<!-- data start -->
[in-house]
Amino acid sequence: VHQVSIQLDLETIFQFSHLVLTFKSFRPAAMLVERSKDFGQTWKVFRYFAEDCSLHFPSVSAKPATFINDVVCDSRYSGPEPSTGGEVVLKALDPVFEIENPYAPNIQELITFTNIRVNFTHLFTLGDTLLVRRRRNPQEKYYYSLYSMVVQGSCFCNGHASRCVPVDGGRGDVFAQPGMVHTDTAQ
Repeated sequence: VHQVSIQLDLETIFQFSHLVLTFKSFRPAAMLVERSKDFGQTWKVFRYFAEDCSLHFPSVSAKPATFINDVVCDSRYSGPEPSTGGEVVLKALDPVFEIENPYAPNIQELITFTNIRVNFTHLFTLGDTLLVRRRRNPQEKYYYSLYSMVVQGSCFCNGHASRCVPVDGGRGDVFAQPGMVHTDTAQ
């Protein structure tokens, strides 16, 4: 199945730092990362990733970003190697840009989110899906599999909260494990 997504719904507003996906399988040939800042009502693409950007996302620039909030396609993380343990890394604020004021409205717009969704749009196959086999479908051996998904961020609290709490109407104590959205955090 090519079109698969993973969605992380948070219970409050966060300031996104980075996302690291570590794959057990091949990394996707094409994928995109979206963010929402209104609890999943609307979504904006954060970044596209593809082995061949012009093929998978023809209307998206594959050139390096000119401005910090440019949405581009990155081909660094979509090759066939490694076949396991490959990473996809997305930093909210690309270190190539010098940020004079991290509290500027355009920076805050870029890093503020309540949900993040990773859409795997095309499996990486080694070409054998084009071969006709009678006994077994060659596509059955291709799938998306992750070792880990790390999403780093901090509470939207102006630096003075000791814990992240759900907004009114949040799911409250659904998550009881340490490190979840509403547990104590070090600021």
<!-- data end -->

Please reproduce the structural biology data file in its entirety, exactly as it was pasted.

[in-house]
Amino acid sequence: VHQVSIQLDLETIFQFSHLVLTFKSFRPAAMLVERSKDFGQTWKVFRYFAEDCSLHFPSVSAKPATFINDVVCDSRYSGPEPSTGGEVVLKALDPVFEIENPYAPNIQELITFTNIRVNFTHLFTLGDTLLVRRRRNPQEKYYYSLYSMVVQGSCFCNGHASRCVPVDGGRGDVFAQPGMVHTDTAQ
Repeated sequence: VHQVSIQLDLETIFQFSHLVLTFKSFRPAAMLVERSKDFGQTWKVFRYFAEDCSLHFPSVSAKPATFINDVVCDSRYSGPEPSTGGEVVLKALDPVFEIENPYAPNIQELITFTNIRVNFTHLFTLGDTLLVRRRRNPQEKYYYSLYSMVVQGSCFCNGHASRCVPVDGGRGDVFAQPGMVHTDTAQ
């Protein structure tokens, strides 16, 4: 199945730092990362990733970003190697840009989110899906599999909260494990 997504719904507003996906399988040939800042009502693409950007996302620039909030396609993380343990890394604020004021409205717009969704749009196959086999479908051996998904961020609290709490109407104590959205955090 090519079109698969993973969605992380948070219970409050966060300031996104980075996302690291570590794959057990091949990394996707094409994928995109979206963010929402209104609890999943609307979504904006954060970044596209593809082995061949012009093929998978023809209307998206594959050139390096000119401005910090440019949405581009990155081909660094979509090759066939490694076949396991490959990473996809997305930093909210690309270190190539010098940020004079991290509290500027355009920076805050870029890093503020309540949900993040990773859409795997095309499996990486080694070409054998084009071969006709009678006994077994060659596509059955291709799938998306992750070792880990790390999403780093901090509470939207102006630096003075000791814990992240759900907004009114949040799911409250659904998550009881340490490190979840509403547990104590070090600021």